H. Herrman, Australia

Orygen and The University of Melbourne Centre for Youth Mental Health
Helen Herrman is Professor of Psychiatry at Orygen and The University of Melbourne, Australia, and Director of the World Health Organization (WHO) Collaborating Centre in Mental Health, Melbourne. She chairs The Lancet-WPA Commission on depression due to report in 2021, and is a member of the World Economic Forum Global Future Council on Technology for Mental Health 2020-21. She has received the award of Officer of the Order of Australia and is past president of the World Psychiatric Association (WPA) 2017-2020. She is also past president of the International Association of Women’s Mental Health and the Pacific Rim College of Psychiatrists. In the past, as Professor and Director of Psychiatry in St. Vincent’s Health Melbourne she led the development of an integrated area mental health service under Australia’s national reform of mental health care. For one year she acted as regional adviser in mental health for the WHO’s Western Pacific Region. Her research and practice interests in the fields of community mental health care, promoting mental health and women’s mental health include the mental health of marginalised groups such as young women and men living in state care. She led the WPA’s action plan 2017-2020, concerned with supporting the contribution of psychiatrists to global mental health.

Moderator Of 1 Session

Date
Sun, 11.04.2021
Session Time
08:00 - 09:30
Room
Channel 3
Session Description
Proposed by the EPA section on Women, Gender and Mental Health -The first speaker will outline key areas where progress in women’s mental health has been made in recent years. They include an increasing recognition of the important role that maternal mental health in the perinatal period has for the developmental trajectory of children and family function, and an increasing awareness of the links between women’s physical and mental health and social determinants, including violence in the home and community. Effective mental health and other services that target affected women and their families are increasingly supported by policy makers. Intimate partner violence is widespread globally and the main burden is borne by women with a range of poor outcomes. The second speaker will present data of a recent population study that examines the strength of it’s association with mental disorders in in male perpetrators and will discuss implications for risk reduction. It is now well established that there are significant differences in the suicidality of men and women. The third speaker will examine what we have learnt so far about factors that may explain the higher risk of suicide attempts and lower risk of suicide in women and the implication for prevention strategies. Human trafficking affects an estimated 20 million people worldwide. The last speaker will present data on the prevalence of mental disorders in female victims. At least some women will come into contact with mental health services who have a key role in responding to their needs. The presenter will discuss appropriate assessment, interventions and training.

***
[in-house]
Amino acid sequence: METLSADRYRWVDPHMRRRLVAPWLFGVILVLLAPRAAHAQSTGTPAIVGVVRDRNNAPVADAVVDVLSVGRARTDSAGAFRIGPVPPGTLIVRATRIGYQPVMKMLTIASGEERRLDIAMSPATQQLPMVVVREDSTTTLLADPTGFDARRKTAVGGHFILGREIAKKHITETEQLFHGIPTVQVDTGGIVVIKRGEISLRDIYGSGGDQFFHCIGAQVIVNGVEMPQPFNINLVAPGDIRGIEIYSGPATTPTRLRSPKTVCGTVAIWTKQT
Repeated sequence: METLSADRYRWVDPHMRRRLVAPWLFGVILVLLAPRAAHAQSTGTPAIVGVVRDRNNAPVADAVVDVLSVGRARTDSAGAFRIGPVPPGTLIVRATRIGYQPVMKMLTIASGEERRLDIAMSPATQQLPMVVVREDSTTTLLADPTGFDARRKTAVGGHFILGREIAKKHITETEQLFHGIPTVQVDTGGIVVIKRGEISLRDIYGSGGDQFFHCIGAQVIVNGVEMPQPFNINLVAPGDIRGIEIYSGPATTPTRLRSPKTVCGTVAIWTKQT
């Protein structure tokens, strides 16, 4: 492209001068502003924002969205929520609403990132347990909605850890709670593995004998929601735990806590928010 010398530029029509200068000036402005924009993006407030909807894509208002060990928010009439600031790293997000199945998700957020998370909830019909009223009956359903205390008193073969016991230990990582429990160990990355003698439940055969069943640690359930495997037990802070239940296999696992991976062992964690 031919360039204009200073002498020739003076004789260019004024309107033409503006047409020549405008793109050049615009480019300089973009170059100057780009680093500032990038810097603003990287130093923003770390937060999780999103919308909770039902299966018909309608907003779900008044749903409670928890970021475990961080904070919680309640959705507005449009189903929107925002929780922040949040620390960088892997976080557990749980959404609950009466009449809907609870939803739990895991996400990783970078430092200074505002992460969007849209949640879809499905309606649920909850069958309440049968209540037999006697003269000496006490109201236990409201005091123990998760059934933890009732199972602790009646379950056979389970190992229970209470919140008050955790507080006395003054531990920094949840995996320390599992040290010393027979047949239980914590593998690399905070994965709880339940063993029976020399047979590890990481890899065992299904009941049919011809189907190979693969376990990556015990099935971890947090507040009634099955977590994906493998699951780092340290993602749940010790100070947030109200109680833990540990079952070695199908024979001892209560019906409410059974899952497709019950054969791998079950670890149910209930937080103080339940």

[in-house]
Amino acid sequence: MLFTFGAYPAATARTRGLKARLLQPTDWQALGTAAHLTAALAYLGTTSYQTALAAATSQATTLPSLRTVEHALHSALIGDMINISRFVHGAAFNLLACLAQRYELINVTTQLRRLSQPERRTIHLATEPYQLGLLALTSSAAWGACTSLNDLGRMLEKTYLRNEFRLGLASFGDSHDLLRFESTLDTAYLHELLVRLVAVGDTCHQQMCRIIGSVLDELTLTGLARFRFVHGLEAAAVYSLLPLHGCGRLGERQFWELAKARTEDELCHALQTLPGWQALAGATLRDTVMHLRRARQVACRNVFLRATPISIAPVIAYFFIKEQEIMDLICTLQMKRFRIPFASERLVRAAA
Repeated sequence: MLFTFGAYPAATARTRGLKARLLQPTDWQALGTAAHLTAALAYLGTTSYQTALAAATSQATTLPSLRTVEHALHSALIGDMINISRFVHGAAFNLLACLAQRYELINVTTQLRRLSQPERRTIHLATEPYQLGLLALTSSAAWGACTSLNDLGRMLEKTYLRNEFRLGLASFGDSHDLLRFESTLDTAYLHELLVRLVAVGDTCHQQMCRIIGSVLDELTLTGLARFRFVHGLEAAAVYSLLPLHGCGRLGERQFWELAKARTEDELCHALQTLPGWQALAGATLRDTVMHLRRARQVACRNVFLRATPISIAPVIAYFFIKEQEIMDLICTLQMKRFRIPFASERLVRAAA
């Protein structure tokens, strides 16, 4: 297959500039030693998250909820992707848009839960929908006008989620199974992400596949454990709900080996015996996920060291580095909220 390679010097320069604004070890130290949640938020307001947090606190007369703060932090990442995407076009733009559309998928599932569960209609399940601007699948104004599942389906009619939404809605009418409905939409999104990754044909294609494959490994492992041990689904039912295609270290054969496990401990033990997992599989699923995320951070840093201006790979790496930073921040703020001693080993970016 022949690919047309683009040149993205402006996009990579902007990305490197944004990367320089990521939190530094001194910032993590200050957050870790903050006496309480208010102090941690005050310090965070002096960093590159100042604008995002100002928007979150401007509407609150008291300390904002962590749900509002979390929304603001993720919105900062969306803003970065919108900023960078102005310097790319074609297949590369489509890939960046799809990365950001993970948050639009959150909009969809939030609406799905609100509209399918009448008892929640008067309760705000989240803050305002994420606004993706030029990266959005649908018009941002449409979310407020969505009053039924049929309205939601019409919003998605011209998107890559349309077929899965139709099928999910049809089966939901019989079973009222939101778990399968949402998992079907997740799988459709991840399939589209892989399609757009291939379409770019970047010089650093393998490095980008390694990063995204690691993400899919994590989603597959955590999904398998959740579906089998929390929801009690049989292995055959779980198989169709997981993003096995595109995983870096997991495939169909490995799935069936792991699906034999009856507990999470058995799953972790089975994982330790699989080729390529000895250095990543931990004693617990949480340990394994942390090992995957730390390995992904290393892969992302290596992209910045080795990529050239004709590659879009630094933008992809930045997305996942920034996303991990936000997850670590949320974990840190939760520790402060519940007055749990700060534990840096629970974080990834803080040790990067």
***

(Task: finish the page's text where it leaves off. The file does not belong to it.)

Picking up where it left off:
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Presenter Of 4 Presentations

LIVE - Symposium: Implementing Alternatives to Coercion in Mental Health Care (ID 635) No Topic Needed
LIVE - Symposium: Recent Progress in Women's Mental Health (ID 253) No Topic Needed

Live Q&A

Session Icon
Live, Section
Date
Sun, 11.04.2021
Session Time